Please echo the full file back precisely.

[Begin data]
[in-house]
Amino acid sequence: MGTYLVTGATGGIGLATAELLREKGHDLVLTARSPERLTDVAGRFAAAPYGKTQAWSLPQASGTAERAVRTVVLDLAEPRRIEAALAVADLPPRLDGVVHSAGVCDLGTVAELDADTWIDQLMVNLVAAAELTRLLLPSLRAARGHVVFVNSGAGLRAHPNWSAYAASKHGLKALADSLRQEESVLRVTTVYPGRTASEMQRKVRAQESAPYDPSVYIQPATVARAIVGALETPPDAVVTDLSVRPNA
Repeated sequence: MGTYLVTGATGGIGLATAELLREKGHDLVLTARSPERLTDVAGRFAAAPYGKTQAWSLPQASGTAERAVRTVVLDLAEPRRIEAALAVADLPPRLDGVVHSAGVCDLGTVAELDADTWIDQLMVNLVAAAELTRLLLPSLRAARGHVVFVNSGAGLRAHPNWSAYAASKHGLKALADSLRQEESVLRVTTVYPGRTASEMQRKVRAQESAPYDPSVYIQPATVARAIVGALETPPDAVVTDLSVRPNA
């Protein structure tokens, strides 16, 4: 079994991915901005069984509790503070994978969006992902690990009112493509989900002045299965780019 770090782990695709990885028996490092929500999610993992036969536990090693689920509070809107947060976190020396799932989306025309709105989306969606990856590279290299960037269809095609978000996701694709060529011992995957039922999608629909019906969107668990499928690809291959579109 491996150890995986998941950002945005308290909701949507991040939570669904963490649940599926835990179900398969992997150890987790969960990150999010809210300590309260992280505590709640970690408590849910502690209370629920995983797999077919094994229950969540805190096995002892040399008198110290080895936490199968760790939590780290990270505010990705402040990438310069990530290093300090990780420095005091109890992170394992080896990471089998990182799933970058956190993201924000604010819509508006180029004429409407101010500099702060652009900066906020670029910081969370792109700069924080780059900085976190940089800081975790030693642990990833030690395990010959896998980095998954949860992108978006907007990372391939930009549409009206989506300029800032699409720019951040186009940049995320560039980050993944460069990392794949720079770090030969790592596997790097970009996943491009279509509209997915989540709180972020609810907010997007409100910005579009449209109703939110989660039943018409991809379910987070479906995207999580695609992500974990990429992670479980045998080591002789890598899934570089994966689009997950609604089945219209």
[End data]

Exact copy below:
[in-house]
Amino acid sequence: MGTYLVTGATGGIGLATAELLREKGHDLVLTARSPERLTDVAGRFAAAPYGKTQAWSLPQASGTAERAVRTVVLDLAEPRRIEAALAVADLPPRLDGVVHSAGVCDLGTVAELDADTWIDQLMVNLVAAAELTRLLLPSLRAARGHVVFVNSGAGLRAHPNWSAYAASKHGLKALADSLRQEESVLRVTTVYPGRTASEMQRKVRAQESAPYDPSVYIQPATVARAIVGALETPPDAVVTDLSVRPNA
Repeated sequence: MGTYLVTGATGGIGLATAELLREKGHDLVLTARSPERLTDVAGRFAAAPYGKTQAWSLPQASGTAERAVRTVVLDLAEPRRIEAALAVADLPPRLDGVVHSAGVCDLGTVAELDADTWIDQLMVNLVAAAELTRLLLPSLRAARGHVVFVNSGAGLRAHPNWSAYAASKHGLKALADSLRQEESVLRVTTVYPGRTASEMQRKVRAQESAPYDPSVYIQPATVARAIVGALETPPDAVVTDLSVRPNA
């Protein structure tokens, strides 16, 4: 079994991915901005069984509790503070994978969006992902690990009112493509989900002045299965780019 770090782990695709990885028996490092929500999610993992036969536990090693689920509070809107947060976190020396799932989306025309709105989306969606990856590279290299960037269809095609978000996701694709060529011992995957039922999608629909019906969107668990499928690809291959579109 491996150890995986998941950002945005308290909701949507991040939570669904963490649940599926835990179900398969992997150890987790969960990150999010809210300590309260992280505590709640970690408590849910502690209370629920995983797999077919094994229950969540805190096995002892040399008198110290080895936490199968760790939590780290990270505010990705402040990438310069990530290093300090990780420095005091109890992170394992080896990471089998990182799933970058956190993201924000604010819509508006180029004429409407101010500099702060652009900066906020670029910081969370792109700069924080780059900085976190940089800081975790030693642990990833030690395990010959896998980095998954949860992108978006907007990372391939930009549409009206989506300029800032699409720019951040186009940049995320560039980050993944460069990392794949720079770090030969790592596997790097970009996943491009279509509209997915989540709180972020609810907010997007409100910005579009449209109703939110989660039943018409991809379910987070479906995207999580695609992500974990990429992670479980045998080591002789890598899934570089994966689009997950609604089945219209």